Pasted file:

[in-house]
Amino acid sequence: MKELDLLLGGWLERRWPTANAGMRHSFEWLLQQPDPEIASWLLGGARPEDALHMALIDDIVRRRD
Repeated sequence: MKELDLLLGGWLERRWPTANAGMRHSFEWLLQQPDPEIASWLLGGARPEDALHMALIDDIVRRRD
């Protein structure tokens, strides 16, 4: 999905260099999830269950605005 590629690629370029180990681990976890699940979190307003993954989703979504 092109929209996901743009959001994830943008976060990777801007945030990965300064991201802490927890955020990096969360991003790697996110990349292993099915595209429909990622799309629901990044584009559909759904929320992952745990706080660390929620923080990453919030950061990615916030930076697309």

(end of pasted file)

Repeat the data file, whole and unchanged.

[in-house]
Amino acid sequence: MKELDLLLGGWLERRWPTANAGMRHSFEWLLQQPDPEIASWLLGGARPEDALHMALIDDIVRRRD
Repeated sequence: MKELDLLLGGWLERRWPTANAGMRHSFEWLLQQPDPEIASWLLGGARPEDALHMALIDDIVRRRD
């Protein structure tokens, strides 16, 4: 999905260099999830269950605005 590629690629370029180990681990976890699940979190307003993954989703979504 092109929209996901743009959001994830943008976060990777801007945030990965300064991201802490927890955020990096969360991003790697996110990349292993099915595209429909990622799309629901990044584009559909759904929320992952745990706080660390929620923080990453919030950061990615916030930076697309």